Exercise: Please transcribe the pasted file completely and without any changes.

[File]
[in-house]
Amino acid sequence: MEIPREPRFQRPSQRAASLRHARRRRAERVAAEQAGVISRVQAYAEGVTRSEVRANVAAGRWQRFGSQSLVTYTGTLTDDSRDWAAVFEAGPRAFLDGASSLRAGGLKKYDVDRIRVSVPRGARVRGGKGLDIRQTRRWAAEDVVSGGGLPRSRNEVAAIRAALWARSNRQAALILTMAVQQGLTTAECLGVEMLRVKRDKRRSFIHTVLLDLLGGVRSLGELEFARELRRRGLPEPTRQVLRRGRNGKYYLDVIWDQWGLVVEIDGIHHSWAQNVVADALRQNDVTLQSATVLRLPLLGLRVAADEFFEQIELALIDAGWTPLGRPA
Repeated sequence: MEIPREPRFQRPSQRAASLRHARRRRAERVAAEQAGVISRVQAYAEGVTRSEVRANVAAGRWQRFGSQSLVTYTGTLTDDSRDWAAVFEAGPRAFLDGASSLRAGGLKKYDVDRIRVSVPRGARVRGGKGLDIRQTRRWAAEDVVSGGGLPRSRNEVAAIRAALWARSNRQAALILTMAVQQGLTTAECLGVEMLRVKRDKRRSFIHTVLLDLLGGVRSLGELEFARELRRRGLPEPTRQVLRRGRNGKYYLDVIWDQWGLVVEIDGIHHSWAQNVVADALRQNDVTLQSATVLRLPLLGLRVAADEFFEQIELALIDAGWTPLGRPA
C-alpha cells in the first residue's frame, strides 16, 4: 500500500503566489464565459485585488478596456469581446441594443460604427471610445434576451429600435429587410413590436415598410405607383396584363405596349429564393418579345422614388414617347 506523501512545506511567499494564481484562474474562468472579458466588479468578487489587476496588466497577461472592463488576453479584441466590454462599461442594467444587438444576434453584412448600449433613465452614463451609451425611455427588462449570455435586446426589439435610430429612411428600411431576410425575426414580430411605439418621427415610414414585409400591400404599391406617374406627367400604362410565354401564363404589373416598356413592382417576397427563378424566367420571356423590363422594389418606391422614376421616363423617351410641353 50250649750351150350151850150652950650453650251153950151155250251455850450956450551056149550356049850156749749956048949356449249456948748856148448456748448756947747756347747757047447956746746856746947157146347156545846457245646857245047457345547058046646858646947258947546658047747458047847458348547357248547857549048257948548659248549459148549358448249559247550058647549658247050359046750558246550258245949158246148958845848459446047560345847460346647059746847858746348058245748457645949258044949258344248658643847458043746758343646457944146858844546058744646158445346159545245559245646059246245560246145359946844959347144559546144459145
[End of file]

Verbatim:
[in-house]
Amino acid sequence: MEIPREPRFQRPSQRAASLRHARRRRAERVAAEQAGVISRVQAYAEGVTRSEVRANVAAGRWQRFGSQSLVTYTGTLTDDSRDWAAVFEAGPRAFLDGASSLRAGGLKKYDVDRIRVSVPRGARVRGGKGLDIRQTRRWAAEDVVSGGGLPRSRNEVAAIRAALWARSNRQAALILTMAVQQGLTTAECLGVEMLRVKRDKRRSFIHTVLLDLLGGVRSLGELEFARELRRRGLPEPTRQVLRRGRNGKYYLDVIWDQWGLVVEIDGIHHSWAQNVVADALRQNDVTLQSATVLRLPLLGLRVAADEFFEQIELALIDAGWTPLGRPA
Repeated sequence: MEIPREPRFQRPSQRAASLRHARRRRAERVAAEQAGVISRVQAYAEGVTRSEVRANVAAGRWQRFGSQSLVTYTGTLTDDSRDWAAVFEAGPRAFLDGASSLRAGGLKKYDVDRIRVSVPRGARVRGGKGLDIRQTRRWAAEDVVSGGGLPRSRNEVAAIRAALWARSNRQAALILTMAVQQGLTTAECLGVEMLRVKRDKRRSFIHTVLLDLLGGVRSLGELEFARELRRRGLPEPTRQVLRRGRNGKYYLDVIWDQWGLVVEIDGIHHSWAQNVVADALRQNDVTLQSATVLRLPLLGLRVAADEFFEQIELALIDAGWTPLGRPA
C-alpha cells in the first residue's frame, strides 16, 4: 500500500503566489464565459485585488478596456469581446441594443460604427471610445434576451429600435429587410413590436415598410405607383396584363405596349429564393418579345422614388414617347 506523501512545506511567499494564481484562474474562468472579458466588479468578487489587476496588466497577461472592463488576453479584441466590454462599461442594467444587438444576434453584412448600449433613465452614463451609451425611455427588462449570455435586446426589439435610430429612411428600411431576410425575426414580430411605439418621427415610414414585409400591400404599391406617374406627367400604362410565354401564363404589373416598356413592382417576397427563378424566367420571356423590363422594389418606391422614376421616363423617351410641353 50250649750351150350151850150652950650453650251153950151155250251455850450956450551056149550356049850156749749956048949356449249456948748856148448456748448756947747756347747757047447956746746856746947157146347156545846457245646857245047457345547058046646858646947258947546658047747458047847458348547357248547857549048257948548659248549459148549358448249559247550058647549658247050359046750558246550258245949158246148958845848459446047560345847460346647059746847858746348058245748457645949258044949258344248658643847458043746758343646457944146858844546058744646158445346159545245559245646059246245560246145359946844959347144559546144459145